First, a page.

I’m not entertained by your misery. Rather, I’m more fascinated by what is working in your life. I have compassion for your pain, but wallowing in your stormy sea of troubles does not sound like a worthwhile way for us to spend our afternoon.
Stop serving them to me with a glass of wine on a platter of indulgence. Stop treating them like an unfolding soap opera – expecting that I’ll continue tuning in with my eyes glued to the screen. I’m not the friend in the other room with her ears pressing against the door, for I am eager to reach your saga’s credit-scrolling ending. Not because I don’t care about you, but because I do.
I want to know what injects you with happiness. I want to know what makes you fall off of the bed in laughter. I want to know what grips a firm hold on your heart and provokes you to throw your head back with unrestrained joy. Don’t tell me about your being doomed to failure; tell me about your plan to come back from it. I don’t want to see your life play out like a tragic opera; I want to bear witness to your victories. I’ll be the first one to gift you with a victory dance and a roar of applause – even if it means I’m standing alone.
I want to be awed by your most recent epiphany (even if you fear it was silly), or about that time you solved a seemingly impossible problem, or perhaps when you forgave someone you never thought you could. Tell me about the most exhilarating roller coaster ride you’ve ever been on, that captivating sunset you had to pull over on the side of the road to capture and your favorite flavor of slushy.
Don’t paint for me a picture of your most dreadful and seemingly-endless winter; Fill me with every sun-bursting tale about that Indian summer. In fact, let’s roll a blanket out onto the grass and relive it together.
I don’t wish to be the recipient of a nightly play-by-play of what most afflicted you. Unless you’re sharing it with me for the sole purpose of brainstorming for a solution, don’t educate me in that regard, please. It’s hexing, it’s boring and it’s not doing you a single favor (it isn’t doing me any either). Eventually, it’s only fair that I step off of that train and take a bow, but I’ll always be tipping my hat to wish you well.
Be the Friend You Wish to Have
Don’t tell me about your most terrifying nightmare unless you’re going to follow it up with details about how relieved and blissful you were upon waking up. I won’t be joining you in the swamp. Expecting me to do so is only serving to steal energy and joy that I need. I’m only interested in offering a helping hand which will carry you safely to dry land. I don’t care if it causes me to break a sweat or renders me sore every now and then, for it only matters where we are going – not where we have been. I hope you’ll do the same for me when I need it.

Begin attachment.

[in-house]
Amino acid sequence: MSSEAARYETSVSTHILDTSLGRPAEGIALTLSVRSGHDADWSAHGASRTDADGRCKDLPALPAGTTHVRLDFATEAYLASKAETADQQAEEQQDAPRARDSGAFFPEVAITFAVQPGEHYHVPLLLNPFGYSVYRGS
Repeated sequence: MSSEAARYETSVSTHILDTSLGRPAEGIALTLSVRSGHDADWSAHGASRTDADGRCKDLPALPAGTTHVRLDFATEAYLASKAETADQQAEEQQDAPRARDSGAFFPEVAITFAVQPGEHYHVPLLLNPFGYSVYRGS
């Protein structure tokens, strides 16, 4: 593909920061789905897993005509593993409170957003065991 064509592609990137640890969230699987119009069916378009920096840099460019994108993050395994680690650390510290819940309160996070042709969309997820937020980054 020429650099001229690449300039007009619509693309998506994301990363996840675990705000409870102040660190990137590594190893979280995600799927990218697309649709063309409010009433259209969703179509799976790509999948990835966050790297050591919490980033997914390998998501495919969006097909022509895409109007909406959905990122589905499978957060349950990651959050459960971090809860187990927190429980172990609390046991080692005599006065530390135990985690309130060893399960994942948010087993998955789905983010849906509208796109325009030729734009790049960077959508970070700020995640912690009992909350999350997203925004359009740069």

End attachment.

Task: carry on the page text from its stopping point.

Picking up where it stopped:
But, don’t expect to unload all of your burdens onto my shoulders day after day – assuming that I’ll carry them as though they are my responsibility. Eventually, my back is going to break and you’ll then be scratching your head in frustration and feeling resentful when I am forced to take your troubles down and step away.
I want to know your history – the good, the bad and the ugly – but only if it serves to solidify our bond and help me better understand the story of you. I don’t want to know things for the sake of being force-fed unproductive complaints. I’m not entertained by it one bit.
Do not fill the space between us with your ranting negativity. Fill it with your dreams – even the most far-fetched ones – as long as each of them put a smile on your face and hi-jack your eyes with that star-dusted, glittering and faraway gaze. I want to be throat-punched by your definition of magic. I want to swim and splash around in your hopefulness and zest for life. I want to bear witness to your successes. Feel free to fill me with every irrelevant, tedious detail. It matters to me.
Don’t share with me the many diseases which run in your family. I want to hear about the great-grandmother who worked under the scorching sun – planting, plowing, pulling weeds and fingernails buried in the dirt until she was 92. I want to learn about the pioneers – the ones who nearly broke their backs and stood tirelessly on callused feet working to ensure that you would one day be rained down with generational blessings.
Don’t share with me every rant about that friend who did not live up to your expectations. Tell me bout the time they brought you a stack of books and a carton of ice cream when you were sick. Tell me how thankful you are for them. I’ll be thankful for them, too. Shine your light on that, and then allow the bad stuff to be swallowed by the blackness.
Focusing on Your Problem Isn’t Going to Solve it
Don’t tell me about the birthday party you were never thrown. I’d rather toast to every candle-blowing and glittering detail about the year you celebrated most.
Not because your feelings don’t matter and not because your problems don’t exist, but because hyper-focusing on them day after day is only hexing you. Our responsibility as friends is to assist one another in counting the stars; not measure the gaping distance between them.
Your problems are a waste of your time, your energy and – ultimately – your precious life. They are also a waste of mine. Stop expecting me to wallow in fruitless drudgery with you. Not because I don’t love you, but because I do.